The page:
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Zotac GTX 480 AMP! Edition VideoCard Review
Date: Aug 17, 2010
Author: Mathew Miranda

By now, we all know that NVIDIA's flagship GeForce GTX 480 is a powerful graphics card. For most systems, it provides a lot more GPU muscle than is even necessary, but that's OK with us. We're sure there are many enthusiasts out there that consider overkill a good thing. Unfortunately, the card in its reference form is not perfect and has its own set of flaws that might turn off some consumers, namely excessive heat and noise. Roughly $500 is a lot of money to spend on a single PC component. And if a product commands such a high price, any perceived drawbacks can be a tough pill to swallow. Without a doubt, if you happen to have that much disposable income to spend on a video card upgrade, you definitely don't want to make a choice that you may regret later on.

Zotac's GTX 480 AMP! Edition was designed to address some of the issues found in the reference design. One look and it's easy to see that this is an extreme graphics card, made for enthusiasts that want only the best of the best. What makes us say that? With a core frequency of 756MHz, with 1512MHz shaders, and 950MHz memory, this is the fastest GTX 480 on the market currently. The preinstalled, triple slot Zalman VF3000 cooler also makes it one of the largest cards you can buy. Nevertheless, it's obvious to us that Zotac made no compromises in designing this bad boy, which caters to hardcore consumers who won't settle for stock.

Zotac GTX 480 AMP! Edition Video Card

Zotac GTX 480 AMP! Edition
Specifications and Features

Core Clock
756 MHz
Memory Clock
950 / 3800 MHz (Clock Rate / Effective Rate)
Shader Clock
1512 MHz
CUDA Cores
Total Memory
1536 MB GDDR5
Memory Interface
384 bit
Memory Bandwidth
182.4 GB/s
Output Connectors
1 x Mini-HDMI, 2 x Dual Link DVI-I connectors
Bus Type
PCI-E 2.0
Form Factor
Triple Slot

Mini HDMI to HDMI Adapter
DVI to VGA Adapter
Dual 6-pin PCIe to 8-pin PCIe Power Adapter
Dual Molex to 6-pin PCIe Power Adapter
Supersonic Sled / Design Garage Tech Demo
Driver Disk
Zotac Software Bundle
User Guide
Power Requirements 1 x 6 pin , 1 x 8 pin PCI-E power connectors
Minimum 600 Watt power supply

Height - 4.376 in / 111.15 mm
Length - 10.5 in / 266.7 mm
Weight - 3 lbs
Limited Lifetime
Must register within 30 days of purchase

Currently, Newegg lists this video card at $509. We find several reference model GTX 480s in the $449 to $499 range, making Zotac's asking price somewhat competitive, especially considering the factory overclock and upgraded cooling. With this model, Zotac is targeting enthusiasts who desire more performance with less heat and quieter operation, straight out of the box. While this review is filled with benchmark results of the AMP! Edition compared to several high end offerings, the following page takes a closer look at the card to show you exactly what it has to offer.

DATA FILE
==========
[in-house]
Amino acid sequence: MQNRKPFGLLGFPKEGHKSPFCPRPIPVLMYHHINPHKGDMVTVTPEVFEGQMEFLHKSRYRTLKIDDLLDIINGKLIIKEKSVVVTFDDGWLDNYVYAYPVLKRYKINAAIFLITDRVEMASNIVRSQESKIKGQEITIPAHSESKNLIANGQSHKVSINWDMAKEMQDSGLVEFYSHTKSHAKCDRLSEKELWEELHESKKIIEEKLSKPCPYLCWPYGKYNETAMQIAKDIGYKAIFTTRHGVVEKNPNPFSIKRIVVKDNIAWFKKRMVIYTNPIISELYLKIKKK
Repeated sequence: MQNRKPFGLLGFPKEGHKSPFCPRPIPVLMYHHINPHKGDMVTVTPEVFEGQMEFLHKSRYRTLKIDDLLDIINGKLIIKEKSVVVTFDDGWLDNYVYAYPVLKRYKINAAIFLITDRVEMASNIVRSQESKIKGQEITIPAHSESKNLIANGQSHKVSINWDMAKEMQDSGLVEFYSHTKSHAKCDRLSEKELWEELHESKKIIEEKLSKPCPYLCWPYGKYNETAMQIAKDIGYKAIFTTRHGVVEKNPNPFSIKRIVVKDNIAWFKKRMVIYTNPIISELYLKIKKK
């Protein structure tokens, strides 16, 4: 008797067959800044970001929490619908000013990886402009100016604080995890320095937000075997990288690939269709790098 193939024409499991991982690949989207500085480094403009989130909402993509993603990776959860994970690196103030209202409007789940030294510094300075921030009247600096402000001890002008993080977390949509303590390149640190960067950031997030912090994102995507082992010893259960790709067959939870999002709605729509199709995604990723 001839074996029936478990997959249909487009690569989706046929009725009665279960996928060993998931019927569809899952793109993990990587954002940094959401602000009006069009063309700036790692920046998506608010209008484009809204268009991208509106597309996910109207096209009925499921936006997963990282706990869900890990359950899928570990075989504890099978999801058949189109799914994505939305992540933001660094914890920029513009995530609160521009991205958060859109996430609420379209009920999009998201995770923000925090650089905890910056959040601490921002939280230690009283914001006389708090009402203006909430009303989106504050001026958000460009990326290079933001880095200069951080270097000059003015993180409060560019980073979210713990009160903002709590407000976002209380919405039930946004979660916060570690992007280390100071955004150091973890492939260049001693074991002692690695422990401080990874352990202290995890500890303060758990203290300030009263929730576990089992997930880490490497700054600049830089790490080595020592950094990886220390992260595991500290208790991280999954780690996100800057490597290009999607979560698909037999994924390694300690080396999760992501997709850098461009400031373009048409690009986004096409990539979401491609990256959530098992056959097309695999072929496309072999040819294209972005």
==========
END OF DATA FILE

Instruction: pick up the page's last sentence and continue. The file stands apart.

Closer Look

It's common to see video cards featuring aftermarket cooling come along after the initial launch date. Overclocked versions almost always pop up as well. These models give each company a way to differentiate themselves from the rest of the pack, since all AIB partners initially release identical reference design cards at launch.

The PCB used on the AMP! Edition GTX 480 is the same one found on the reference design. It measures 10.5" in length, making it one of the longer cards available. It is an inch longer than the GTX 470, which measures 9.5", but is still shorter than the 12" ATI HD 5970.

The top edge of the card features power and SLI connections. Like the reference design, Zotac's AMP! Edition GTX 480 requires two power jacks, one 6-pin and one 8-pin PCI Express connector. Dual SLI connectors enable the use of multi-card gaming, but don't expect to fit more than two of these cards on the same motherboard due to its triple slot form factor. 

Zotac partnered with Zalman and used their VF3000 GPU cooler on the AMP! Edition GTX 480. It worth noting that Zalman makes different models of this cooler for specific products. For example, the VF3000N is compatible with the GTX 285, 280, 275, and 260, while the VF3000A is designed for the HD 5870, 5850, and 5830. The AMP! Edition sports a customized VF3000F made specifically for Fermi models, but features Zotac's black and orange color scheme. The standard VF3000F comes with a green cover instead of the black one you see above.